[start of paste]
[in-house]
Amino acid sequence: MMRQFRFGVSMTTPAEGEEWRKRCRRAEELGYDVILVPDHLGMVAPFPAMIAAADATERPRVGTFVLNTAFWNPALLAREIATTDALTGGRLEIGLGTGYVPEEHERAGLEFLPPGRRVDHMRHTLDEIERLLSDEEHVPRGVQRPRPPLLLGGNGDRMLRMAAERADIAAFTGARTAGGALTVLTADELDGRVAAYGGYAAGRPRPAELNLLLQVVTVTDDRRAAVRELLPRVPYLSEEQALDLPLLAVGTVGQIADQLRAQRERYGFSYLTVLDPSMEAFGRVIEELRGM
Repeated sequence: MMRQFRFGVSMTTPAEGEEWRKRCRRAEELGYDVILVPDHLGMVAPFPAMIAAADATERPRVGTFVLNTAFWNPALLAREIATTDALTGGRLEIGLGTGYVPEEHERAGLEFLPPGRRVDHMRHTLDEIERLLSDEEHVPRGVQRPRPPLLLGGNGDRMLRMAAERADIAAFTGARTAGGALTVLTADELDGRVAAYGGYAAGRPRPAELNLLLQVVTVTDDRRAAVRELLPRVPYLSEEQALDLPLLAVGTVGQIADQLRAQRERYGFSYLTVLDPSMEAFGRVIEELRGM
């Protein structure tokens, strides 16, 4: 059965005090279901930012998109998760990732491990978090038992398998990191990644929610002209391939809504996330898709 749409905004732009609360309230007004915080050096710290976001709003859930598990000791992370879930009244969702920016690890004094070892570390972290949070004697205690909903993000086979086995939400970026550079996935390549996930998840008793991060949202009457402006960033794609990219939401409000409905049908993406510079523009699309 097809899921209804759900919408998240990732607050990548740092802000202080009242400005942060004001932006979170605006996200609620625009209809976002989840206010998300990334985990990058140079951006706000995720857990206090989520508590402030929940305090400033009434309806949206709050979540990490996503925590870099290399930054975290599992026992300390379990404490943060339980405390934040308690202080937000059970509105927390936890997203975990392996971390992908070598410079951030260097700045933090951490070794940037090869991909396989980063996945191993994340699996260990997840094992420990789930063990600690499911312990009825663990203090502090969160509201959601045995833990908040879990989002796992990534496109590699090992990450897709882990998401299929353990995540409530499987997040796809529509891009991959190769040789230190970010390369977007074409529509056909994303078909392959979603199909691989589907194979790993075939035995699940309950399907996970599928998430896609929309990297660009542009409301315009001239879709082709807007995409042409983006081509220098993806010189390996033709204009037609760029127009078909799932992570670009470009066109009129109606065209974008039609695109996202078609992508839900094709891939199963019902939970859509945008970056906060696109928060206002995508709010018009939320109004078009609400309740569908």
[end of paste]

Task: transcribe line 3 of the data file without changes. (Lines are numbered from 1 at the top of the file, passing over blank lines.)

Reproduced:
Repeated sequence: MMRQFRFGVSMTTPAEGEEWRKRCRRAEELGYDVILVPDHLGMVAPFPAMIAAADATERPRVGTFVLNTAFWNPALLAREIATTDALTGGRLEIGLGTGYVPEEHERAGLEFLPPGRRVDHMRHTLDEIERLLSDEEHVPRGVQRPRPPLLLGGNGDRMLRMAAERADIAAFTGARTAGGALTVLTADELDGRVAAYGGYAAGRPRPAELNLLLQVVTVTDDRRAAVRELLPRVPYLSEEQALDLPLLAVGTVGQIADQLRAQRERYGFSYLTVLDPSMEAFGRVIEELRGM